| 20 May 2024, Monday |

Hong Kong activists convicted over Tiananmen vigil

Owner of the now-defunct Hong Kong pro-democracy paper Apple Daily, Jimmy Lai, was found guilty on Thursday for taking part in a vigil marking the June 4 anniversary of the Tiananmen Square massacre
Lai and three other pro-democracy activists were found guilty of unlawful assembly under Hong Kong’s controversial national security law.
Opposition politician Gwyneth Ho and rights lawyer Chow Hang-tung were also found guilty.
In total, Hong Kong authorities have charged more than two dozen pro-democracy politicians and activists for participating in the banned vigil.
The three were the only ones to enter not guilty pleas and contest the charges in court, meaning they were the last to receive a verdict.
However, all three of the activists are already behind bars on separate, previous, convictions under the national security law.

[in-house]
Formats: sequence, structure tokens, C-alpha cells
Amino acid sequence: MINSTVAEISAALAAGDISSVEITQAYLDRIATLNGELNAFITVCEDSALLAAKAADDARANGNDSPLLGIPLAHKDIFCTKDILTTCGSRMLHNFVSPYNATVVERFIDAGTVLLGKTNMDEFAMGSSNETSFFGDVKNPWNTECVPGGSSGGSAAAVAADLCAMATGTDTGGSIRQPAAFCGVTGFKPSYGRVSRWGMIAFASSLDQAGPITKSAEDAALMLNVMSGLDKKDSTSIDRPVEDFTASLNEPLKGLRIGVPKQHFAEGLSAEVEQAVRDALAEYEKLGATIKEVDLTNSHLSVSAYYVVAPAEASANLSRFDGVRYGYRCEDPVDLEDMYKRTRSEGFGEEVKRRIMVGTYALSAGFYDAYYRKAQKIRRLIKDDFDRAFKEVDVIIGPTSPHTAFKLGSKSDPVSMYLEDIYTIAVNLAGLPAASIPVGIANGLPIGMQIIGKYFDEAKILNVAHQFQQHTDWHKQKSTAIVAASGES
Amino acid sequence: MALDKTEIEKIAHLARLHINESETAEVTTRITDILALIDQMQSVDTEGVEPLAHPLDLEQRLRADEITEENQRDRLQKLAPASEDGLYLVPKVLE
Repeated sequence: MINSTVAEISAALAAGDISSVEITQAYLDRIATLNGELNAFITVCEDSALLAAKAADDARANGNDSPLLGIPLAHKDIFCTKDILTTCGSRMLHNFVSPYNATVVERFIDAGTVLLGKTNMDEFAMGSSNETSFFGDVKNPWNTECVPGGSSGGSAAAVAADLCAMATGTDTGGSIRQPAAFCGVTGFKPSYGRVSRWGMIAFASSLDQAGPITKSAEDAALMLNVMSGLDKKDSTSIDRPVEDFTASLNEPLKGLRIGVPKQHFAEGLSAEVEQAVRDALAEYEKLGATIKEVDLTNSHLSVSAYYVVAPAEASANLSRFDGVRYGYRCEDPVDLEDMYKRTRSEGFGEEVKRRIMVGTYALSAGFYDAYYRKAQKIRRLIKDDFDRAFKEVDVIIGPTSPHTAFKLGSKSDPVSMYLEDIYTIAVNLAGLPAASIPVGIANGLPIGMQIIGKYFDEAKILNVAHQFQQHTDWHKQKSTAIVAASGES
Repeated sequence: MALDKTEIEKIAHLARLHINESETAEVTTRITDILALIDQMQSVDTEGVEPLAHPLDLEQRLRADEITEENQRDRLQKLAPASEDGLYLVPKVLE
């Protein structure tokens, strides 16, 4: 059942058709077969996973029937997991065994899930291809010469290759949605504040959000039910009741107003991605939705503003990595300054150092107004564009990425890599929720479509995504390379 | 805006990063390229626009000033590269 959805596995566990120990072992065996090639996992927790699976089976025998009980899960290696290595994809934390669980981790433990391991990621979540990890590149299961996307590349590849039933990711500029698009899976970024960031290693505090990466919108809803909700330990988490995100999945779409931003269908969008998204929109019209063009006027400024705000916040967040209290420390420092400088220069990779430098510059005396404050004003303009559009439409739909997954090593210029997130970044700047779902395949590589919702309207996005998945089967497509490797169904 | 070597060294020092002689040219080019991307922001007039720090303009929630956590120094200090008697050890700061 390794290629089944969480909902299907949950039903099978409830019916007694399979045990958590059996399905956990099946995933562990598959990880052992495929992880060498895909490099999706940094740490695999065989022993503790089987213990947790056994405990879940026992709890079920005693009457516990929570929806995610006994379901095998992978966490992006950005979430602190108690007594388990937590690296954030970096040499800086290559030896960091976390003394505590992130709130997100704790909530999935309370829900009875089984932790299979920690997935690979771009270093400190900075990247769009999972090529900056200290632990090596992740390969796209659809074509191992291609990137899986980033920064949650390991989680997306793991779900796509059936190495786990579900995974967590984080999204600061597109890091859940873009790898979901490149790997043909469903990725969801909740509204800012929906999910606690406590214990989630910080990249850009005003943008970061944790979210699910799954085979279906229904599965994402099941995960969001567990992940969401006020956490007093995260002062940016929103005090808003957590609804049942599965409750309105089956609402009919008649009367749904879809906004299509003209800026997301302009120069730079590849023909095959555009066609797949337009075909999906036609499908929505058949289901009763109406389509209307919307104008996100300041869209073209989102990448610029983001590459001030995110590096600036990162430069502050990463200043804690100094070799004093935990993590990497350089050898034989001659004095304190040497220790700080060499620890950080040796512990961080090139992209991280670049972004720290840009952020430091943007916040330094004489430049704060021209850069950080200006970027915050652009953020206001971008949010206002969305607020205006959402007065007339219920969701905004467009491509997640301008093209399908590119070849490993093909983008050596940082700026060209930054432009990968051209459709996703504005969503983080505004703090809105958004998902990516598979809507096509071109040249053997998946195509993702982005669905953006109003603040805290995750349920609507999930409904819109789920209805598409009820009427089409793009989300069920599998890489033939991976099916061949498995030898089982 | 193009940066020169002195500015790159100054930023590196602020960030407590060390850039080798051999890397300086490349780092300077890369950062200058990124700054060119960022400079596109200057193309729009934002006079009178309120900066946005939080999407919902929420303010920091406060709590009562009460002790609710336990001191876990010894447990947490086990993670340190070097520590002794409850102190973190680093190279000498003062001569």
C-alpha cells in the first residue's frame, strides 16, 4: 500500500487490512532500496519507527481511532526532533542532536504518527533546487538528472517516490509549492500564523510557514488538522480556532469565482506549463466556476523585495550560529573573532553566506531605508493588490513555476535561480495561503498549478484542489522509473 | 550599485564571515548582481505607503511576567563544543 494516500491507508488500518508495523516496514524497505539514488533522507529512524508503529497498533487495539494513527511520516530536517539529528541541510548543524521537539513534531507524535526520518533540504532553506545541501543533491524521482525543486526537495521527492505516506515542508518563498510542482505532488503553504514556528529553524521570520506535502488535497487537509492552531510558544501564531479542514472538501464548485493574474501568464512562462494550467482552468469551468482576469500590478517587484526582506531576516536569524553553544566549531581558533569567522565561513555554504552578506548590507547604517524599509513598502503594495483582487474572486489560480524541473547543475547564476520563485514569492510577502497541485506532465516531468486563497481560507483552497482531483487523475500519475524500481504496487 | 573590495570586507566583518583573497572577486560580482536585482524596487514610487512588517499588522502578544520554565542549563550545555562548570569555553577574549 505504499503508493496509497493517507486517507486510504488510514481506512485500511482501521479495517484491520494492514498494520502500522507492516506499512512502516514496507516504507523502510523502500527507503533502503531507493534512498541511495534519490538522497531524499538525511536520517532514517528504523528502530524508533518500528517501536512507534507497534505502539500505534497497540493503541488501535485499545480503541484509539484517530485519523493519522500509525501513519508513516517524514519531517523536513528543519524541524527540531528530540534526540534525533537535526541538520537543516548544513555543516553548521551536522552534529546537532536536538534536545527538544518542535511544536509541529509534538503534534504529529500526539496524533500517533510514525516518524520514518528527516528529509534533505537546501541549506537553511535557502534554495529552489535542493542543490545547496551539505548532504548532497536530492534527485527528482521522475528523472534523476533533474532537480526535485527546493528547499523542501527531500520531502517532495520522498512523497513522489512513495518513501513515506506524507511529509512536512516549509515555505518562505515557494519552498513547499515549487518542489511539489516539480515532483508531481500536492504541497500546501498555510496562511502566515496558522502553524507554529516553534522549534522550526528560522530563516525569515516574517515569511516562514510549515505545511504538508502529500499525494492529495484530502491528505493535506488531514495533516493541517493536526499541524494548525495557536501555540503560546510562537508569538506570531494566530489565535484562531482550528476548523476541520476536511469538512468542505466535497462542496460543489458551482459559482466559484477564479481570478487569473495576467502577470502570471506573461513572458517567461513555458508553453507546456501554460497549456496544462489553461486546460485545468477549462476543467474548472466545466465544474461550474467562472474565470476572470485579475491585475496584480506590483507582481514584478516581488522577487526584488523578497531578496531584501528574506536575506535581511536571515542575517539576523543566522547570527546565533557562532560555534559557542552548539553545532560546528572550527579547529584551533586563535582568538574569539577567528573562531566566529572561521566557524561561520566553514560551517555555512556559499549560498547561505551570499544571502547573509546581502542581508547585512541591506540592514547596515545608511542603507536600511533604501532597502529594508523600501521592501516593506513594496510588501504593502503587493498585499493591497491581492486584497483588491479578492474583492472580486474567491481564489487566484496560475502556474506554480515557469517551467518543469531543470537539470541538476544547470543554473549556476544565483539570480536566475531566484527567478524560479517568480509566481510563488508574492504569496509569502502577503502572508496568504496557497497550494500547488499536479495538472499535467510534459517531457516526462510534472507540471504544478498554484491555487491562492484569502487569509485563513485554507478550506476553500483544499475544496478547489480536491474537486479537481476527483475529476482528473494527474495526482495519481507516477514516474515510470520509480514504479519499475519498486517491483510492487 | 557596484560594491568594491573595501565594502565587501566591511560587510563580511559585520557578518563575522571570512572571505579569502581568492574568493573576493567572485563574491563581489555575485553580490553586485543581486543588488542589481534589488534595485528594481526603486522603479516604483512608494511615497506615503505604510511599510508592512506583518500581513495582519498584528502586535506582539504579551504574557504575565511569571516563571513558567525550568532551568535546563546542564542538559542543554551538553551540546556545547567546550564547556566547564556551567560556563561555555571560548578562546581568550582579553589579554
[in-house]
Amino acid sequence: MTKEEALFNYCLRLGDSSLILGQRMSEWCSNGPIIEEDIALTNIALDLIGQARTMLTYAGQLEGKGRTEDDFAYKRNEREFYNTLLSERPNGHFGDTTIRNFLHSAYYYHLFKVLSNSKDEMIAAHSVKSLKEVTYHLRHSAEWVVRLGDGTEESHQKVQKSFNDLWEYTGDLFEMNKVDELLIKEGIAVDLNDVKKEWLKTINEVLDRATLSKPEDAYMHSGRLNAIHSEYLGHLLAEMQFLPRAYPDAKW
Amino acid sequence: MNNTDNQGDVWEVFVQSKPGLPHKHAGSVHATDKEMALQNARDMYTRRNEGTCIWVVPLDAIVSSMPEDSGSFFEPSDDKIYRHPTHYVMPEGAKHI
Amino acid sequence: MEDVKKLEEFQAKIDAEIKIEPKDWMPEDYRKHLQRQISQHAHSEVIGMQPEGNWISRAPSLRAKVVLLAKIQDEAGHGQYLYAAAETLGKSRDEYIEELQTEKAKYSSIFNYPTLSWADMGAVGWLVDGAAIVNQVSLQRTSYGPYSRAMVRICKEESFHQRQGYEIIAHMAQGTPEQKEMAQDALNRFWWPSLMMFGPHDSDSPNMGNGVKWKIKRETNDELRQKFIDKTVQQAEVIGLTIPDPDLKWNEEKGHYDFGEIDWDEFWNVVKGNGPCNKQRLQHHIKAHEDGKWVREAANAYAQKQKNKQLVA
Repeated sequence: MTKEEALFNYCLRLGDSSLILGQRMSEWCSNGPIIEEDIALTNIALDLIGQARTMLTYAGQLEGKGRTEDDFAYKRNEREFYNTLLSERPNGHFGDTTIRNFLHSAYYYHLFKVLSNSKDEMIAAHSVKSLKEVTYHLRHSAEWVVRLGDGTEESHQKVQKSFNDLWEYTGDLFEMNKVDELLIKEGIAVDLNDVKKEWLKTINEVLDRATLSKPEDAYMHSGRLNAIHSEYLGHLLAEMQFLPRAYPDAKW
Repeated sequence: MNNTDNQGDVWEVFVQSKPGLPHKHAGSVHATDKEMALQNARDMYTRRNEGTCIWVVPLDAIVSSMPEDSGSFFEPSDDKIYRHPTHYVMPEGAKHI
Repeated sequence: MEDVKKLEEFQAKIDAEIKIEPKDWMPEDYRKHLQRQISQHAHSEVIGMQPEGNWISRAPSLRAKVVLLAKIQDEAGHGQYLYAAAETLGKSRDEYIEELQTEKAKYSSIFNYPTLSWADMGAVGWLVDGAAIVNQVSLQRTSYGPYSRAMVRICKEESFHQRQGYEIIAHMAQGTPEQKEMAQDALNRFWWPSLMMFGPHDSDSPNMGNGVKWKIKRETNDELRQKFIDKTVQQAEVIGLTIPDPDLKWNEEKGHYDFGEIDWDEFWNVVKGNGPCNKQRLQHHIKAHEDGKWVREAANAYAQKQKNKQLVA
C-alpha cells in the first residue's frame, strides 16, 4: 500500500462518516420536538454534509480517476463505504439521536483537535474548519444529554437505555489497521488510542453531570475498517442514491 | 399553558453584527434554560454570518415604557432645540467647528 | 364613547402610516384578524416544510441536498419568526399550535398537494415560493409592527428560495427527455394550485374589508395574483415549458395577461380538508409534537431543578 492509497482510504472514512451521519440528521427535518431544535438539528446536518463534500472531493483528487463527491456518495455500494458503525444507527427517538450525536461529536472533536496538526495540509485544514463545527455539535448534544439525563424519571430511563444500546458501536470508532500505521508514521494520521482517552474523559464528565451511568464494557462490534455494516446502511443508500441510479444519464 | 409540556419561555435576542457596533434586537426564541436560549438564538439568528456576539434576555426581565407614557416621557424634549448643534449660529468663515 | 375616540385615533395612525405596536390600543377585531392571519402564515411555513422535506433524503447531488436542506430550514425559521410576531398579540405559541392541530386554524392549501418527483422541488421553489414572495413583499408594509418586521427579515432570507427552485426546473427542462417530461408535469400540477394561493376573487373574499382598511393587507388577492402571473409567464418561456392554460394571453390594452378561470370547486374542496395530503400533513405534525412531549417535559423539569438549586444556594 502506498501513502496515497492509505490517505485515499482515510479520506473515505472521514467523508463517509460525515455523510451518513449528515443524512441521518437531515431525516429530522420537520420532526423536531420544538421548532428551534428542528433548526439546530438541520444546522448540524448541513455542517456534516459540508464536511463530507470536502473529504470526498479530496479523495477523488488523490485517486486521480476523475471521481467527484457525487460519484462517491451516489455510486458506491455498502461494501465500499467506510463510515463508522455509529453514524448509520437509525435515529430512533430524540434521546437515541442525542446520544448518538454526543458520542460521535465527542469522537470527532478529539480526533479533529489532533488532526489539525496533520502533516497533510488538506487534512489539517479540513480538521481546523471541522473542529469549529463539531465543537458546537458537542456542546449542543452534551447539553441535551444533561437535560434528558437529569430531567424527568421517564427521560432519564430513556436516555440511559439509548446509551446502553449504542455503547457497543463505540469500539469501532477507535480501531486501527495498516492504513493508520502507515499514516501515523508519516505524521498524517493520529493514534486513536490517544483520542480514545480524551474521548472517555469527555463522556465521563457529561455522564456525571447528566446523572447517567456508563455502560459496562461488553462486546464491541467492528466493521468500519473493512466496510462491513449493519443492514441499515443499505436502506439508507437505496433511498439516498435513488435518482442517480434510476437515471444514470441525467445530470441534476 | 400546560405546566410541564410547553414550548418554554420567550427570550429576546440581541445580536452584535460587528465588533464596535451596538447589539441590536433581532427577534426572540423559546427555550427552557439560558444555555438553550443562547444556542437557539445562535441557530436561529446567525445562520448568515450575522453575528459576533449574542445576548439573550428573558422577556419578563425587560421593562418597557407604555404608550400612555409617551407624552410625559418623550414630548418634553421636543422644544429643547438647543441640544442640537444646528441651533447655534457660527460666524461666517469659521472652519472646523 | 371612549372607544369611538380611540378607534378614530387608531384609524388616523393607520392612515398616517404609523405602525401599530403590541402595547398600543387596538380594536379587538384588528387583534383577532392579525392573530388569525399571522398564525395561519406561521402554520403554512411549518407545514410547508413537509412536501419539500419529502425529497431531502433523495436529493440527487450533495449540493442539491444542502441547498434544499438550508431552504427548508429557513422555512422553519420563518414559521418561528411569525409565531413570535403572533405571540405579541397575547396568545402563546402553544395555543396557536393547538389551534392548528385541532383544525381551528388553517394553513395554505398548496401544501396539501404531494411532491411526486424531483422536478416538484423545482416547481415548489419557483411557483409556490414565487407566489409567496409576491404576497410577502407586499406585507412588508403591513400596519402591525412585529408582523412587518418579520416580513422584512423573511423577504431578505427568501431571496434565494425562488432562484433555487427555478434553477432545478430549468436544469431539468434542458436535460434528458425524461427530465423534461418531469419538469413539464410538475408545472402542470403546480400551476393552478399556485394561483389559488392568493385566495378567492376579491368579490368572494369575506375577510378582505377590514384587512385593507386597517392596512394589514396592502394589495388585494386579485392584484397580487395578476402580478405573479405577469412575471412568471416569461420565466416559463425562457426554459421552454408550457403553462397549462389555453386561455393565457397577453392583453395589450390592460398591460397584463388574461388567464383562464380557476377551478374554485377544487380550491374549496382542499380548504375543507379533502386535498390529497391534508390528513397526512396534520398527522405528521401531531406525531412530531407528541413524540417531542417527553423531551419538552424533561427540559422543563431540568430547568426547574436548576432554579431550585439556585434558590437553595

Many activists have been arrested, jailed or gone into exile since the city’s Beijing-backed rulers imposed the draconian national security law last year.
Traditionally, Hong Kong has held the largest vigils, with tens of thousands of people gathering to commemorate the massacre of peaceful pro-democracy protesters in Beijing’s Tiananmen Square in 1989.
Authorities have used coronavirus restrictions limiting gatherings, as well as security concerns, as a reason for banning the vigil over the past two years.
However, activists say the vigil is being banned on behalf of Beijing, whose authorities have long sought to scrub memories and official records of Tiananmen.